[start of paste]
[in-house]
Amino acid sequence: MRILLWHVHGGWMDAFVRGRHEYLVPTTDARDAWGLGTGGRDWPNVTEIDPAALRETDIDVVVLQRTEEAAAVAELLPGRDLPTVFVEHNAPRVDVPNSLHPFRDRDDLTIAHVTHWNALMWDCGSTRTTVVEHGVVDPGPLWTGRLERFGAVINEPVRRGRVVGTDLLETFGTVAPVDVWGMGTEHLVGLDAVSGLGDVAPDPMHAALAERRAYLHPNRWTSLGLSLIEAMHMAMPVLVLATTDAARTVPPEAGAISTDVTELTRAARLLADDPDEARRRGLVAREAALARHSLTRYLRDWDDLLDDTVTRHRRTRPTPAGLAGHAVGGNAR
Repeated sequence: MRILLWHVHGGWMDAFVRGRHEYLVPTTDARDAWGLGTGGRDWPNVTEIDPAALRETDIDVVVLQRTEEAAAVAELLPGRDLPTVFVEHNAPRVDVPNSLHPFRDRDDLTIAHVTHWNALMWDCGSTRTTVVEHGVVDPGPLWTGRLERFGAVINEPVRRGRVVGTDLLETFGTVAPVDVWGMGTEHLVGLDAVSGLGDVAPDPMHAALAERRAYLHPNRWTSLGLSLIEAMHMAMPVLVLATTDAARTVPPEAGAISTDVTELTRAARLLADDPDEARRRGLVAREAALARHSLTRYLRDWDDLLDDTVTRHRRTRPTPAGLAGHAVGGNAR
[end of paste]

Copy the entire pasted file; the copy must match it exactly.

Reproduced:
[in-house]
Amino acid sequence: MRILLWHVHGGWMDAFVRGRHEYLVPTTDARDAWGLGTGGRDWPNVTEIDPAALRETDIDVVVLQRTEEAAAVAELLPGRDLPTVFVEHNAPRVDVPNSLHPFRDRDDLTIAHVTHWNALMWDCGSTRTTVVEHGVVDPGPLWTGRLERFGAVINEPVRRGRVVGTDLLETFGTVAPVDVWGMGTEHLVGLDAVSGLGDVAPDPMHAALAERRAYLHPNRWTSLGLSLIEAMHMAMPVLVLATTDAARTVPPEAGAISTDVTELTRAARLLADDPDEARRRGLVAREAALARHSLTRYLRDWDDLLDDTVTRHRRTRPTPAGLAGHAVGGNAR
Repeated sequence: MRILLWHVHGGWMDAFVRGRHEYLVPTTDARDAWGLGTGGRDWPNVTEIDPAALRETDIDVVVLQRTEEAAAVAELLPGRDLPTVFVEHNAPRVDVPNSLHPFRDRDDLTIAHVTHWNALMWDCGSTRTTVVEHGVVDPGPLWTGRLERFGAVINEPVRRGRVVGTDLLETFGTVAPVDVWGMGTEHLVGLDAVSGLGDVAPDPMHAALAERRAYLHPNRWTSLGLSLIEAMHMAMPVLVLATTDAARTVPPEAGAISTDVTELTRAARLLADDPDEARRRGLVAREAALARHSLTRYLRDWDDLLDDTVTRHRRTRPTPAGLAGHAVGGNAR